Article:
E.g., 10/29/2020
E.g., 10/29/2020

North America

North America

North America is a dynamic migration region, with the United States home to more immigrants than any other country in the world, the Mexico-U.S. corridor the globe's top migration corridor, and Canada a leading destination for migrants. Research collected here focuses on everything from visa policy and border management to immigrant integration, national identity, the demographics of immigrants in the region and their educational and workforce outcomes, and ways to more effectively use migration policy as a lever for national and regional competitiveness.

Recent Activity

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Recent Activity

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In 2006, nearly 15.2 million naturalized citizens were eligible to vote in the United States. MPI's Claire Bergeron and Jeanne Batalova examine naturalization trends.
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MPI's Muzaffar Chishti and Claire Bergeron report on Arizona's employer sanctions law, a Western Hemisphere Travel Initiative passport provision delay, H-2B caps, and more.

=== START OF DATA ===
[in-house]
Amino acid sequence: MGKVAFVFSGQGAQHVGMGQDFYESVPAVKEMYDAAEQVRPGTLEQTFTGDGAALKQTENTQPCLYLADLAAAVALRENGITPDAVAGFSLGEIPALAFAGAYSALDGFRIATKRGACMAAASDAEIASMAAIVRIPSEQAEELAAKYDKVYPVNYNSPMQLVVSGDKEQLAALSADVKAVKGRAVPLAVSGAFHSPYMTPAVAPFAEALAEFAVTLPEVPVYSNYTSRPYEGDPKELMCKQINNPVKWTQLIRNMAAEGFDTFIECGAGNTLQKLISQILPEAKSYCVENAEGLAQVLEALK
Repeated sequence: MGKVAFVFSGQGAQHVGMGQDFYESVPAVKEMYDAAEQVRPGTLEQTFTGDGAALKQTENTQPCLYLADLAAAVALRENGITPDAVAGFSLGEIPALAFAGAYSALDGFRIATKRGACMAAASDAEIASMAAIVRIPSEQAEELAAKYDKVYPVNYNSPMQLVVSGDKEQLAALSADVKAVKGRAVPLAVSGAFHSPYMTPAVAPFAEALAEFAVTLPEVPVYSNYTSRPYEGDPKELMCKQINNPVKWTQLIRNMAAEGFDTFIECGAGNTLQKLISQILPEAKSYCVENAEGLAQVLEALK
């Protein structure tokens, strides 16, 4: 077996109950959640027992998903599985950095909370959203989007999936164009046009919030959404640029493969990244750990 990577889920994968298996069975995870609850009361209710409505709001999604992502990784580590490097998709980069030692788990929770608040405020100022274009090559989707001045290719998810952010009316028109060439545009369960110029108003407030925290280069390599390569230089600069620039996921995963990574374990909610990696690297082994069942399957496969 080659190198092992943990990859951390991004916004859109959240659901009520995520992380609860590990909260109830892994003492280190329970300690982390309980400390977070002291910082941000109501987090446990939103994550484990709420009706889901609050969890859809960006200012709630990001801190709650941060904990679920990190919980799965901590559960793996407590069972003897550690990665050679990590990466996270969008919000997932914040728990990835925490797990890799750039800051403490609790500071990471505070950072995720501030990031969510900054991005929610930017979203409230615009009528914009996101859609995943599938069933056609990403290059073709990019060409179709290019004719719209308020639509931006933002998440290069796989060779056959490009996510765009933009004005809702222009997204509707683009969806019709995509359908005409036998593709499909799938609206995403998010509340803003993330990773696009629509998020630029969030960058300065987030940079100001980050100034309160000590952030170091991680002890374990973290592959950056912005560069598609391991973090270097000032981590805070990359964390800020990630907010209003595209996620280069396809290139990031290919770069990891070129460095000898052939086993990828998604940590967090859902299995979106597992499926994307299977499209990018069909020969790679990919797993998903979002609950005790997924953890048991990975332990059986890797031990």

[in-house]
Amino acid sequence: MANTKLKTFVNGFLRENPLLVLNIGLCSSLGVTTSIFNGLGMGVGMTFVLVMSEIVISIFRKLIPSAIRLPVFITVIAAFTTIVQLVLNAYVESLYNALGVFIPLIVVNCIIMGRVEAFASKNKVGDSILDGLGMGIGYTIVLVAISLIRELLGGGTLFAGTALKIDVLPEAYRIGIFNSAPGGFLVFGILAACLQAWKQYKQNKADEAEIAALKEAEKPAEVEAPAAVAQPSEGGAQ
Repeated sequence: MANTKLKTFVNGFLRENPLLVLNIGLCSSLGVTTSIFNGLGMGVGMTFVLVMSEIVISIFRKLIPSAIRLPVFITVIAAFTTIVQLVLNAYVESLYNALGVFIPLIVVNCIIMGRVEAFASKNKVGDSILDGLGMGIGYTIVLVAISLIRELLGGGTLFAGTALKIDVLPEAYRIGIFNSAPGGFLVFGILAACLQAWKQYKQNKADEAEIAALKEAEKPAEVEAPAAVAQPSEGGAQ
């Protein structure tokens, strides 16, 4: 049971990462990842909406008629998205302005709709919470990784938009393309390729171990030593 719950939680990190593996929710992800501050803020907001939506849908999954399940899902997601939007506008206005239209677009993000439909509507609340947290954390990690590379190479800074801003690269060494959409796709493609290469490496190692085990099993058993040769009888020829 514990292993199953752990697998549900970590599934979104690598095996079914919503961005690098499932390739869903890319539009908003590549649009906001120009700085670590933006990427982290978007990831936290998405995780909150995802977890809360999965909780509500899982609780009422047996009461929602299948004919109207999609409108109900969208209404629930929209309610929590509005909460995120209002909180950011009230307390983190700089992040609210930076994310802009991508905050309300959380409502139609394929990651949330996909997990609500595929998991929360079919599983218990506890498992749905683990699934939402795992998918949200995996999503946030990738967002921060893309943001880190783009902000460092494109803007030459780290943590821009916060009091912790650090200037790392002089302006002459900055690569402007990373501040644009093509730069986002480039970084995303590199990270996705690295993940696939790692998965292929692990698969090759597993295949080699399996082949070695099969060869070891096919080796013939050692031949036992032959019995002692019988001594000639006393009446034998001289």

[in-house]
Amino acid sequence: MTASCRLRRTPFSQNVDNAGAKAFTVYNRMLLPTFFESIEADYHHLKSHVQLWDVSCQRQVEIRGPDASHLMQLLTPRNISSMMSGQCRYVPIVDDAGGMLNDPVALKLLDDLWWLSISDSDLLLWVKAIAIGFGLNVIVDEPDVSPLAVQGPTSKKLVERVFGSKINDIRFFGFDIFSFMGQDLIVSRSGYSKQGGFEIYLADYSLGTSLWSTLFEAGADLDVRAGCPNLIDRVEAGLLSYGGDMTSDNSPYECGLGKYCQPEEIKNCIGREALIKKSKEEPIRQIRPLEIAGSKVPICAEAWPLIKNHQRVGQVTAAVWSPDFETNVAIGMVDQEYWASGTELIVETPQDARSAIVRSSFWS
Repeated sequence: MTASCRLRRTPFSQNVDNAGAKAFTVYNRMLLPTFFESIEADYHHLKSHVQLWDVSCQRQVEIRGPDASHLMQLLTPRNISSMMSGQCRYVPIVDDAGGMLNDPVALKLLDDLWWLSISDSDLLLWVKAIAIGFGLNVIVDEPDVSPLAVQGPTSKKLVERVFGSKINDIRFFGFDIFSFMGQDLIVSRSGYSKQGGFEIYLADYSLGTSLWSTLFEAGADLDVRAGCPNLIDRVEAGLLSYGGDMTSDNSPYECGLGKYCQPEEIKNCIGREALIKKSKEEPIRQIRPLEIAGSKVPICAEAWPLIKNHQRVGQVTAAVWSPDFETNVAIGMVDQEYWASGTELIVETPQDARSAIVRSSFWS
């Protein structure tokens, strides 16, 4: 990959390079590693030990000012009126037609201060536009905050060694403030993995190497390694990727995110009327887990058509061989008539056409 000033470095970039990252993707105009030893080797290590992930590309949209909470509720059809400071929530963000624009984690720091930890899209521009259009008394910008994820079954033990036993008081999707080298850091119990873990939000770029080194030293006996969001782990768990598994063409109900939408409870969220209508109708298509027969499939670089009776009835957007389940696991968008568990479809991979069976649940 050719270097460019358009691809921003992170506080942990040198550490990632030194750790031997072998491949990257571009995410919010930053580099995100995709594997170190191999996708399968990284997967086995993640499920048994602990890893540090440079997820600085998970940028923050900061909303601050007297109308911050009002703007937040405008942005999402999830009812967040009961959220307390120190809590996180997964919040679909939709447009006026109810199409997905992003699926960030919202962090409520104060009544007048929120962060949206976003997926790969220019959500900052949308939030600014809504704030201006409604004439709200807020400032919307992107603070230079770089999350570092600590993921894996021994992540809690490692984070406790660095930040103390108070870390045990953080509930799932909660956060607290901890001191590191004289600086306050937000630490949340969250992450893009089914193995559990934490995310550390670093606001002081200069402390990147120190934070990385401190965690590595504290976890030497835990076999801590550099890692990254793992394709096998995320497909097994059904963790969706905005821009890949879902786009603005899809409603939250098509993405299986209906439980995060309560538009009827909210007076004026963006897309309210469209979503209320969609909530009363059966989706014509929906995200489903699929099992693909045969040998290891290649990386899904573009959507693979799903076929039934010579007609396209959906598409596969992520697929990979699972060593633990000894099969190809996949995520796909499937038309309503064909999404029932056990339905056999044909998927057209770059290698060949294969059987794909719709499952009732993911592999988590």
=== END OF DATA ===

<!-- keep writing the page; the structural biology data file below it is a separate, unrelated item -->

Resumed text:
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MPI's Gretchen Reinemeyer, Aaron Matteo Terrazas, and Claire Bergeron report on USCIS backlogs, actions to limit access to driver's licenses in Oregon and Maine, the latest on "no-match" letters, and more.

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In 2006, the U.S. admitted more than 41,000 refugees for resettlement and granted asylum to more than 26,000 people. MPI's Kelly O'Donnell and Jeanne Batalova take a detailed look at refugee and asylum statistics in the United States.

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Immigration and the 2008 elections, migration and climate change, visa waiver programs, more.

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With a new Democrat-controlled Congress in place—and the presidential elections in 2008 on the horizon—many expected 2007 to be the year for bipartisan comprehensive immigration reform legislation.

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All the nuanced meanings of "belonging" describe integration trends in industrialized countries in 2007, including the United States, Switzerland, the Netherlands, and Germany.

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Countries continue to adopt technological means of supporting border and immigration officials' decisions about what travelers pose risks or are barred by law, making biometrics the norm and not the exception.

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